Underappreciated Women Art Pioneers of the ’60s

Paris-born Venezuelan artist Marisol Escobar died this week — a ‘60s sculptor who spent a large part of her career in obscurity. Pop Art’s influence on Marisol found her the subject of two Andy Warhol films (The Kiss and 13 Most Beautiful Girls), but she flitted between many movements. From Hyperallergic’s homage to the artist:

Marisol was a star of the New York art scene in the 1960s, breaking through with a 1962 solo show at the Stable Gallery that featured her bright, boxy sculptures of people representing a range of American life — everyone from the Kennedys to a dustbowl farm family to the artist herself. The works, which combined painted and minimally carved wooden figures with found objects like shoes and doors, were funny but incisive, simple-looking but expertly made. They helped launch a career that included great artistic success and stardom, followed by decades of obscurity and, more recently, a revival and renewed appreciation of her exceptional work. The latter has been largely spearheaded by Marina Pacini, chief curator at the Memphis Brooks Museum of Art and organizer of a 2014 Marisol retrospective there.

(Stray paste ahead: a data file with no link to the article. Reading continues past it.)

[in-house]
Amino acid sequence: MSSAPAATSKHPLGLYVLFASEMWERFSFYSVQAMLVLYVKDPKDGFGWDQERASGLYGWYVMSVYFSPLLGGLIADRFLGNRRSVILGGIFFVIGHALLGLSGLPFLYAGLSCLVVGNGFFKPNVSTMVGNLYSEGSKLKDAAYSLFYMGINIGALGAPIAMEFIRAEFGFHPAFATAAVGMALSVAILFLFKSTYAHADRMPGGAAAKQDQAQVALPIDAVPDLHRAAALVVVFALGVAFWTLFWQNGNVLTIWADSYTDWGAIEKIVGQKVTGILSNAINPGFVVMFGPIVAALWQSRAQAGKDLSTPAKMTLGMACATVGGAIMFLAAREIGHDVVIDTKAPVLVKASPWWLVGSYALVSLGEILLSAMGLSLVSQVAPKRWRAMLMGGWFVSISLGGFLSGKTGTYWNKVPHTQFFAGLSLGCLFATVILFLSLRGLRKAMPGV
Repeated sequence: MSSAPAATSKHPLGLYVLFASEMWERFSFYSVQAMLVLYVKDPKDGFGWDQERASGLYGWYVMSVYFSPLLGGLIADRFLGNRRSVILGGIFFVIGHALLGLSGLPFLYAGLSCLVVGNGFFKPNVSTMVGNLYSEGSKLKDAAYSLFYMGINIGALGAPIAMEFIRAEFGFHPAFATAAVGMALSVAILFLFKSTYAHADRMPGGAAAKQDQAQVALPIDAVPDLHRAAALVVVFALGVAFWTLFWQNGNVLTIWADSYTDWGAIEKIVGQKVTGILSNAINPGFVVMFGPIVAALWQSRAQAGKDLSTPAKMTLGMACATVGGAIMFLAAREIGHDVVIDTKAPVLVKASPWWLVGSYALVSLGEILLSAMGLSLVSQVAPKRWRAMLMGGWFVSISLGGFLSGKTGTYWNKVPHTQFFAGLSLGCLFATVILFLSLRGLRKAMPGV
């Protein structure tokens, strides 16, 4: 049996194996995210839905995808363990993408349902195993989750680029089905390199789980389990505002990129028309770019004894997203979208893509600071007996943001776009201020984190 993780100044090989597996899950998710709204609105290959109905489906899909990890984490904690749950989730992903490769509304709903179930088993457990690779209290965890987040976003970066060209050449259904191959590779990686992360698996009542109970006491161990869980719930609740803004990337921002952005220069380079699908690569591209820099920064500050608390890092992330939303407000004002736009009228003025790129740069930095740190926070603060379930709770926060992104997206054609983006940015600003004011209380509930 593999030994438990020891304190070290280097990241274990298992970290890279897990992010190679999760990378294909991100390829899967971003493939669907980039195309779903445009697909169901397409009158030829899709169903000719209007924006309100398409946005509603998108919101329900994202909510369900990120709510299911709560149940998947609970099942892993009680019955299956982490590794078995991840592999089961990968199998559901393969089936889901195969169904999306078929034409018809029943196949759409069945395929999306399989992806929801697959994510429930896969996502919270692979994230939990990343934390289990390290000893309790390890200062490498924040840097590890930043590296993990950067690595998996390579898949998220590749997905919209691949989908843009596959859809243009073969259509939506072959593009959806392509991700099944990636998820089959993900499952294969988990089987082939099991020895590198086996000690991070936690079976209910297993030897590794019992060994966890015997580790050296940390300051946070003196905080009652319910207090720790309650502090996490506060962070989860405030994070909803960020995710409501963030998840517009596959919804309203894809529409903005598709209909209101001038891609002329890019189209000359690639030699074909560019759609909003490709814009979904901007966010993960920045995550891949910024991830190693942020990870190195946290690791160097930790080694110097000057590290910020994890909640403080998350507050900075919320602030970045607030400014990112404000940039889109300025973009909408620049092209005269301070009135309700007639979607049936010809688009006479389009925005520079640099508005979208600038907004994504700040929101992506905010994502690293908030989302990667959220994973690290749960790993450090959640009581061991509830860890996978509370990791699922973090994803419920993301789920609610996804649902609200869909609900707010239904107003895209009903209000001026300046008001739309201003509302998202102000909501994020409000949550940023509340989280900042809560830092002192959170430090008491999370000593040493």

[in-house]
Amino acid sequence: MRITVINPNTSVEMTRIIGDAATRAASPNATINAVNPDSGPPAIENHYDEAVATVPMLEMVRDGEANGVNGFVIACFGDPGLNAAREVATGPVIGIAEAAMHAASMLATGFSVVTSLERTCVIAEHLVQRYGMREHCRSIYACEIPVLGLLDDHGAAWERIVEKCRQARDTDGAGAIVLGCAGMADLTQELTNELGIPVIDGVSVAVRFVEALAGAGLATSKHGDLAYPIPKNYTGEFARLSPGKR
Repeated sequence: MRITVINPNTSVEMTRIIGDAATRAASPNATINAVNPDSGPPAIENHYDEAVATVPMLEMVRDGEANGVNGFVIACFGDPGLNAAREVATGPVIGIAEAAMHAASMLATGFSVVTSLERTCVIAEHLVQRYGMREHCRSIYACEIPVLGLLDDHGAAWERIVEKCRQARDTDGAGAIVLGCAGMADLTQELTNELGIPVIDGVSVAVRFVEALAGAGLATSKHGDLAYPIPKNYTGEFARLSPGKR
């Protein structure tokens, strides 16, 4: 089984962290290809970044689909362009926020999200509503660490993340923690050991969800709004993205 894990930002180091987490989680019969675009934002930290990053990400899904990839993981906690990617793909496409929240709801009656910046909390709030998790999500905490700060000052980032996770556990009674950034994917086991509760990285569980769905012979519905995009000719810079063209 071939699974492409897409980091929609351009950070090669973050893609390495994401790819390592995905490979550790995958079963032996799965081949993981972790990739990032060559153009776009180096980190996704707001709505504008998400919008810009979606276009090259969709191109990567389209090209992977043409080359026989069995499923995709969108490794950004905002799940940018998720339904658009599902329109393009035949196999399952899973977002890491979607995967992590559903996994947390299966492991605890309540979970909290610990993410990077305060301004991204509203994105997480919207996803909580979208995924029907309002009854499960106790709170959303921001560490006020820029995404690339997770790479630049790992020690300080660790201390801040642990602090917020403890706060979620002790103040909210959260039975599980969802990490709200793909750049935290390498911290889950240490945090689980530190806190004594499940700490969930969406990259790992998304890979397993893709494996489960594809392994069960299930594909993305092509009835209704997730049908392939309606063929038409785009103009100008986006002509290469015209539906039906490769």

The tumultuous decade of the ‘60s saw women artists redefining themselves, shifting the male gaze and narrating the feminist, sociological, and political movements happening around them. The art world is only now starting to place their pioneering contributions into context. Here, we offer several underappreciated, and in some cases, forgotten, women artists for consideration.